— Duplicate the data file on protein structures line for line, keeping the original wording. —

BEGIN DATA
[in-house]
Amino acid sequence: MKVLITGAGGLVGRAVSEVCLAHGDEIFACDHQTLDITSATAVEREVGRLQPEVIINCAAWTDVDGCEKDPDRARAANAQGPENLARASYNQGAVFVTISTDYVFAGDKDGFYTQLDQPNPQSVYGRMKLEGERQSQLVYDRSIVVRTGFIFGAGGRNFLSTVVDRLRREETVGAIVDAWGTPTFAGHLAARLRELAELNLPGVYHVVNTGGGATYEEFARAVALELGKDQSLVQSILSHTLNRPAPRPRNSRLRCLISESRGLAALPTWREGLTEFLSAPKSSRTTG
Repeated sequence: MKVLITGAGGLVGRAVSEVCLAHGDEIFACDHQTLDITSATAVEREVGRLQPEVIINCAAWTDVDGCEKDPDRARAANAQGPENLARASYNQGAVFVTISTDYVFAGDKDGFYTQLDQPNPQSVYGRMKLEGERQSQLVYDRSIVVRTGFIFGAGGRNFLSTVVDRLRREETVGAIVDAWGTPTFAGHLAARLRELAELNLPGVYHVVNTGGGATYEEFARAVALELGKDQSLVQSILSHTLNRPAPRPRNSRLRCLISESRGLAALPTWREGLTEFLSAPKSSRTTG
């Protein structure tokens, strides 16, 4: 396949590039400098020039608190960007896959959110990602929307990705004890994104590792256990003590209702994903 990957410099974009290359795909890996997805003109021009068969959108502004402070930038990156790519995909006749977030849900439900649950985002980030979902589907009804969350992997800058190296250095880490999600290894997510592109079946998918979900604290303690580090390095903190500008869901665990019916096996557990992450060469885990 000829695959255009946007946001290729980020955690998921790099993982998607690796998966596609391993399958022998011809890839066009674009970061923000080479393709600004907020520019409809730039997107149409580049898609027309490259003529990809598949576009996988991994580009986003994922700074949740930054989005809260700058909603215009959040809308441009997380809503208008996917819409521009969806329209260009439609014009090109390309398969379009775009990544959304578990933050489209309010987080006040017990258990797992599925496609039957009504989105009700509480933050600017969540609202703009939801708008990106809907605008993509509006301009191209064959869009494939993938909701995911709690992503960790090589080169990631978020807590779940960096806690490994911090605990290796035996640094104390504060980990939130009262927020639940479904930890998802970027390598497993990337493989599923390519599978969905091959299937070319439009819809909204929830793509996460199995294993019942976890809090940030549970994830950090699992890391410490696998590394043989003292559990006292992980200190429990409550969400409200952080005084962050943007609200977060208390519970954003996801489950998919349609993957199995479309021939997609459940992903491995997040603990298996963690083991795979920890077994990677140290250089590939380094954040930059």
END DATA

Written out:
[in-house]
Amino acid sequence: MKVLITGAGGLVGRAVSEVCLAHGDEIFACDHQTLDITSATAVEREVGRLQPEVIINCAAWTDVDGCEKDPDRARAANAQGPENLARASYNQGAVFVTISTDYVFAGDKDGFYTQLDQPNPQSVYGRMKLEGERQSQLVYDRSIVVRTGFIFGAGGRNFLSTVVDRLRREETVGAIVDAWGTPTFAGHLAARLRELAELNLPGVYHVVNTGGGATYEEFARAVALELGKDQSLVQSILSHTLNRPAPRPRNSRLRCLISESRGLAALPTWREGLTEFLSAPKSSRTTG
Repeated sequence: MKVLITGAGGLVGRAVSEVCLAHGDEIFACDHQTLDITSATAVEREVGRLQPEVIINCAAWTDVDGCEKDPDRARAANAQGPENLARASYNQGAVFVTISTDYVFAGDKDGFYTQLDQPNPQSVYGRMKLEGERQSQLVYDRSIVVRTGFIFGAGGRNFLSTVVDRLRREETVGAIVDAWGTPTFAGHLAARLRELAELNLPGVYHVVNTGGGATYEEFARAVALELGKDQSLVQSILSHTLNRPAPRPRNSRLRCLISESRGLAALPTWREGLTEFLSAPKSSRTTG
């Protein structure tokens, strides 16, 4: 396949590039400098020039608190960007896959959110990602929307990705004890994104590792256990003590209702994903 990957410099974009290359795909890996997805003109021009068969959108502004402070930038990156790519995909006749977030849900439900649950985002980030979902589907009804969350992997800058190296250095880490999600290894997510592109079946998918979900604290303690580090390095903190500008869901665990019916096996557990992450060469885990 000829695959255009946007946001290729980020955690998921790099993982998607690796998966596609391993399958022998011809890839066009674009970061923000080479393709600004907020520019409809730039997107149409580049898609027309490259003529990809598949576009996988991994580009986003994922700074949740930054989005809260700058909603215009959040809308441009997380809503208008996917819409521009969806329209260009439609014009090109390309398969379009775009990544959304578990933050489209309010987080006040017990258990797992599925496609039957009504989105009700509480933050600017969540609202703009939801708008990106809907605008993509509006301009191209064959869009494939993938909701995911709690992503960790090589080169990631978020807590779940960096806690490994911090605990290796035996640094104390504060980990939130009262927020639940479904930890998802970027390598497993990337493989599923390519599978969905091959299937070319439009819809909204929830793509996460199995294993019942976890809090940030549970994830950090699992890391410490696998590394043989003292559990006292992980200190429990409550969400409200952080005084962050943007609200977060208390519970954003996801489950998919349609993957199995479309021939997609459940992903491995997040603990298996963690083991795979920890077994990677140290250089590939380094954040930059």